People and the Sea came in as the catalyst for change. While drivers of change are always important to have in a community, it takes time to see, understand, and support their approach toward change. As a Filipino who understands the roles and responsibilities of the local government and community members, I tend to be a bit over-analytical when it comes to how a cause-oriented organisation approaches local issues and ways in which they address them. For example, one project that PepSea helped to develop, the Waste Collection and Education Program, works to further educate the community on how to segregate and properly manage their trash. The program consists of a waste collection and education team who are responsible for garbage collection and education. It also includes scheduled clean-ups that involve business establishments, tourists, and local volunteers. This type of work, while some might say is mundane, is a very basic necessity for the island (indeed, for any community). I initially thought that it’s a shame that the organisation, with all its capacity, finds itself engaged in such services that are typically provided by government structures. It led me to question why such a service was not already in place? How had it been managed previously? What were people expected to do with their waste? Who was providing the leadership on such a key environmental issue? I couldn’t fully understand why this was happening and wanted to find a good reason to move on to a bigger cause and find a better platform.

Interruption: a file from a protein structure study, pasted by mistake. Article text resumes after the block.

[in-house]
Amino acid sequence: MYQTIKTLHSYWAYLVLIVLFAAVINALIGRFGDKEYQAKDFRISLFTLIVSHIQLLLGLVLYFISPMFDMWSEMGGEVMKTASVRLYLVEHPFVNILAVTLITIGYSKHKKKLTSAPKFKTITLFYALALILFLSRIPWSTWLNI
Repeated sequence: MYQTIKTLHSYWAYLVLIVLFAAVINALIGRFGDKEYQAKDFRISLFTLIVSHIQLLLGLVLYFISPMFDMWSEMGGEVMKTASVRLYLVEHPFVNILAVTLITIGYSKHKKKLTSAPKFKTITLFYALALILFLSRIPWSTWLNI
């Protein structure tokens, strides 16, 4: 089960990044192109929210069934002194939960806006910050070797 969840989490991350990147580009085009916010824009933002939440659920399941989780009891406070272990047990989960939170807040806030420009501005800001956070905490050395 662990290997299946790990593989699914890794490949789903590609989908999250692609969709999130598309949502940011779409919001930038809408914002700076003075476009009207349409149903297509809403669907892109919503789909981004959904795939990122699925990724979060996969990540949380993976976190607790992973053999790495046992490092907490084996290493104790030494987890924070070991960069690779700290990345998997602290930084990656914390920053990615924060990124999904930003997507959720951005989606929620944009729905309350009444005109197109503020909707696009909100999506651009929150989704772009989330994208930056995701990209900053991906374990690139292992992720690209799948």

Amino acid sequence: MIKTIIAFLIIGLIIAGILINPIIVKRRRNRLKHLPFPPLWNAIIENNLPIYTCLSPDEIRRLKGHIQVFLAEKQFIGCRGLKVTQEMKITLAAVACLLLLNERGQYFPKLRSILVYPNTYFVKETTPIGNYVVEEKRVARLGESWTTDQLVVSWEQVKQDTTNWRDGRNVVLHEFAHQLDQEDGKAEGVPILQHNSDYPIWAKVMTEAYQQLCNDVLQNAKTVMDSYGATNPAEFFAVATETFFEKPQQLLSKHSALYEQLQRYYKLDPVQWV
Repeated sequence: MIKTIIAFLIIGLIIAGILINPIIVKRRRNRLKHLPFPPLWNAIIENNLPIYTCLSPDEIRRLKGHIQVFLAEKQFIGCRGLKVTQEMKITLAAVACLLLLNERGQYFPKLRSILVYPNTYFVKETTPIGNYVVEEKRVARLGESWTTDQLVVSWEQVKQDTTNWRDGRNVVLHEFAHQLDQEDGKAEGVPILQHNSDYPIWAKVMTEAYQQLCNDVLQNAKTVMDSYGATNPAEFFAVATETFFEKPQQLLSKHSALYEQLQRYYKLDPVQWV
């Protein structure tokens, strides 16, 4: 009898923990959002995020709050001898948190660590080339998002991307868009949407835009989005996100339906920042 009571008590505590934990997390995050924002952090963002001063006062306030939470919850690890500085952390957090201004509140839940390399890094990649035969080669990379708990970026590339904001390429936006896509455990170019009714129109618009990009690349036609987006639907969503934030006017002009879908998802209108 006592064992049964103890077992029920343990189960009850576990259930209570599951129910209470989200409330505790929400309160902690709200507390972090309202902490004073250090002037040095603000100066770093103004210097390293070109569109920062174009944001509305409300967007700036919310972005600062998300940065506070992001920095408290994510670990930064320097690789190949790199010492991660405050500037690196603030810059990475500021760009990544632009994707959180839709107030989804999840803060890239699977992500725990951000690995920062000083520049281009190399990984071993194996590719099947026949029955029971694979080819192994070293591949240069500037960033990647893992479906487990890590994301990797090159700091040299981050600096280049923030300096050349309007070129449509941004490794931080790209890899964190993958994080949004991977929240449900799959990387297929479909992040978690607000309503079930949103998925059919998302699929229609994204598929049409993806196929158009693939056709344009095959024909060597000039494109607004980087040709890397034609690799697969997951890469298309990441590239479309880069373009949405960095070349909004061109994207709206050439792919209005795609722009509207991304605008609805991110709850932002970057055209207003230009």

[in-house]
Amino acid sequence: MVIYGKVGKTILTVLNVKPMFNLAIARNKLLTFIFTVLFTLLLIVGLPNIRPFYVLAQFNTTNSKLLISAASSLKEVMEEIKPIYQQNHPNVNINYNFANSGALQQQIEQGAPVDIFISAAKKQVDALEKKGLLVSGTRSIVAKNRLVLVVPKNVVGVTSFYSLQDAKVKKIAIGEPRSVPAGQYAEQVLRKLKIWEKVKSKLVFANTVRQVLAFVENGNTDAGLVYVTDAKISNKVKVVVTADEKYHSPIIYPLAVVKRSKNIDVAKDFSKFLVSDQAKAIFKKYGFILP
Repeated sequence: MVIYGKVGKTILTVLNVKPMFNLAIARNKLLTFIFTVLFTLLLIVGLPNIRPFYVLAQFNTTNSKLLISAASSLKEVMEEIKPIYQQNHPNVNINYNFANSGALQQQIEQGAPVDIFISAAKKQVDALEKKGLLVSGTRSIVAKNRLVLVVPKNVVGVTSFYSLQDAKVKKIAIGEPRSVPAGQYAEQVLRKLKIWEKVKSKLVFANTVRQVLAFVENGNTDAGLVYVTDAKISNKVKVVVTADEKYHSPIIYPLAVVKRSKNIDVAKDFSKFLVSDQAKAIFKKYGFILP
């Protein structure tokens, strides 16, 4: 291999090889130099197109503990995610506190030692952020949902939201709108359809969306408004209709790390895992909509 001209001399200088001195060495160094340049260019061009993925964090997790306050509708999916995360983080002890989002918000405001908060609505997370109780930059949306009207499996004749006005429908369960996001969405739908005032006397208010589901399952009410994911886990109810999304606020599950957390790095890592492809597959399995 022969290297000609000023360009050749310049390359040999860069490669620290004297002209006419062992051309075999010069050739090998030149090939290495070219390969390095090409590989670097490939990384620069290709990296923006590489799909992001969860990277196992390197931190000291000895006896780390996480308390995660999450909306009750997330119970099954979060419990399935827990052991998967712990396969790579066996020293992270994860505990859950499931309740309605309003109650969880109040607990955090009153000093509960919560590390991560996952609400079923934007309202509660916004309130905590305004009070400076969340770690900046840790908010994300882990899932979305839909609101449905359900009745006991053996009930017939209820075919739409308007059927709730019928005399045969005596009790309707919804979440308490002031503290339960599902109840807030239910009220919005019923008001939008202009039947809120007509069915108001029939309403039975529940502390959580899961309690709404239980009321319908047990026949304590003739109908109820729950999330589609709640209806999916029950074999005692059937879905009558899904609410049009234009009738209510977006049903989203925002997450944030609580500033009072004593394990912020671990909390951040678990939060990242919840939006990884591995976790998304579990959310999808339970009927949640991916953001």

Then it hit me. It hit me hard. It hit me so hard that I literally slapped my forehead because I totally missed the point! I was so focused on other things that I forgot the most important concept to make this work. ENGAGEMENT. Yes, it was right in front of me! We can never move forward without educating our people. They will never have the courage to participate when they still feel excluded and powerless. The only way to move forward is to work together and get everyone on board. This is what PepSea was all about. Whatever gap the bureaucracy in the social system created, the organisation filled in by directly working with the people of the island. We were able to establish that relationship not only with the community but, importantly, with the local government. We can’t just tell people what to do, but we MUST do it with them. We are able to contribute to the government’s manpower and shortage of technical expertise, thereby gaining their trust to the point that they would invite our volunteers on some of their projects and even use our waste collection data as reference. PepSea works to create opportunities where people, government, and organisations can work collaboratively for sustainable future.